A daughter of Bundist Russian-Jewish immigrants, Tillie Olsen drew from her personal experiences to create a small but influential body of work. Her first book, Tell Me a Riddle (1961). was met with wild success, earning an O. Henry award and inspiring an Academy Award-winning movie. Olsen continued to write while teaching literature at Amherst College, Stanford University, and Kenyon College. Her rediscovery and reprinting of Rebecca Harding Davis’s 1861 novel Life in the Iron Mills led Olsen to recover the work of more women authors and lobby for literary gender parity in academia. This work, combined with her own struggles to write despite economic and family pressures, led to Silences, her groundbreaking exploration of the absence of women, minorities, and working-class writers from the literary canon.
Family and Early Life
Writer Tillie Olsen was a leading spokesperson for silent and oppressed workers, especially creative women whose daily routine stifles their expression.
Tillie Lerner Olsen was born in Mead or Wahoo, Nebraska, in 1912 or 1913 (the most often used birthday is January 14, 1913). She was the daughter of Samuel and Ida (Goldberg) Lerner, from Odessa and Minsk, and had five siblings, Jan, Harry, Lillian, Eugene, and Vicki.
While in Russia, Samuel Lerner worked for the Bund, a Jewish socialist movement. He and his wife came separately to America after the failure of the 1905 revolution, in which they had participated. They met again in New York, then finally reunited in Mead, Nebraska, where Lerner was a tenant farmer, sometime between 1908 and 1910. By 1917, the family had moved thirty miles to a working-class neighborhood in Omaha. Lerner became a peddler, then ran the Silver Star Confectionery, where Olsen remembers shelling almonds for candies. He then found work as a painter and paperhanger.
Samuel Lerner, who held strong political and economic views, served as secretary of the Nebraska Socialist Party and, in 1928, was its candidate for lieutenant governor. He was an active member of the Workmen’s Circle in Omaha and organized regional midwestern events.
Tillie Olsen’s Russian Jewish heritage, radical political roots, and Midwest environment left a lasting impression on her. Her sense of class consciousness and social agenda emerged from her radical heritage, which downplayed Jewish religious observance and emphasized the social agenda of yidishkayt [Jewish heritage]. (Her father was an atheist to the end of his life, and she went to Socialist Sunday school.) Olsen claimed that her values came from her yidishkayt.
Tillie attended Central High School in Omaha but dropped out in 1929 in the eleventh grade. Coming from an immigrant working-class background, she saw at school how people from the other side of the track lived. She was alienated and marginalized, a compound of Jewish, working class, immigrant, poor, and female. Although she did not graduate, a humor column she wrote for the high school paper credits the rigorous reading and writing requirements and intellectual excitement of the school, and particularly her teachers Sara Vore Taylor and Autumn Davies, for igniting a passion to read and write. But political activism and birth of a child out of wedlock intervened.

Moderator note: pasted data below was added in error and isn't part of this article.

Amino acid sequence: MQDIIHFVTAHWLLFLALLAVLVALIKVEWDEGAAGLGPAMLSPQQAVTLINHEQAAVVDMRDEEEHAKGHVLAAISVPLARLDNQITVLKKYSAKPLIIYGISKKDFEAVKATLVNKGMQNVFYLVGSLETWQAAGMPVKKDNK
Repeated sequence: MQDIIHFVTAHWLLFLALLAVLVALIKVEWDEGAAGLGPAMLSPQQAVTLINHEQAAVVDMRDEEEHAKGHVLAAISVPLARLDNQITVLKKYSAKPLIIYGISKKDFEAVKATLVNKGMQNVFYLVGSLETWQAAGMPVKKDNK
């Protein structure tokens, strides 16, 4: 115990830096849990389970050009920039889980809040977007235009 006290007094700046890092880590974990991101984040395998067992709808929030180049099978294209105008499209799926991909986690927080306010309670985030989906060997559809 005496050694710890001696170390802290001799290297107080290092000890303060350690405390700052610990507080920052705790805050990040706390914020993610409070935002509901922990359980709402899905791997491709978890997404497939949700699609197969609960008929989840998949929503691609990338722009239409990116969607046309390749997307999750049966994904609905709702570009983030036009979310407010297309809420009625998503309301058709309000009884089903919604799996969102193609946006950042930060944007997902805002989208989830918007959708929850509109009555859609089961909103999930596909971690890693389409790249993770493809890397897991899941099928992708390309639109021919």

Radicalism and Communist Involvement
The Depression intensified Tillie’s radicalism. In 1931, she joined the Young Communist League. In 1932, active in the Omaha Council of the Unemployed, she was identified in the newspaper under aliases such as Teresa Landale and Theta Larimore. She then moved to Kansas City, where she worked in a tie factory. She was arrested for leafleting and served five months in jail. She worked as a tie presser, hack writer, model, mother’s helper, ice-cream packer, book clerk, waitress, punch-press operator, and temporary office helper. She also worked in meat packing in Omaha, Kansas City, and St. Joseph.
In 1933, at the age of nineteen, Tillie left Omaha to recuperate from pleurisy in Faribault, Minnesota, and started writing Yonnondio: From the Thirties. She then moved to California, where she was jailed for two weeks following a police raid against radicals. She married Jack Olsen (né Olshansky), a Kiev-born printer and strong union advocate who had also been a member of the Young Communist League. They had four daughters: Carla, Julie, Katherine Jo, and Laurie. Jack Olsen died in 1989 at age seventy-seven.
Olsen’s Literary Works
Olsen returned to writing in the mid-1950s after her children were grown. She was awarded a writing fellowship at Stanford in 1956–1957 and a Ford Foundation grant in literature in 1959. Her short story collection Tell Me a Riddle has become an American classic. The title story, “Tell Me a Riddle,” won the O. Henry Short Story Award in 1961 and became an Academy Award–winning movie in 1980, starring Melvyn Douglas and Lila Kedrova.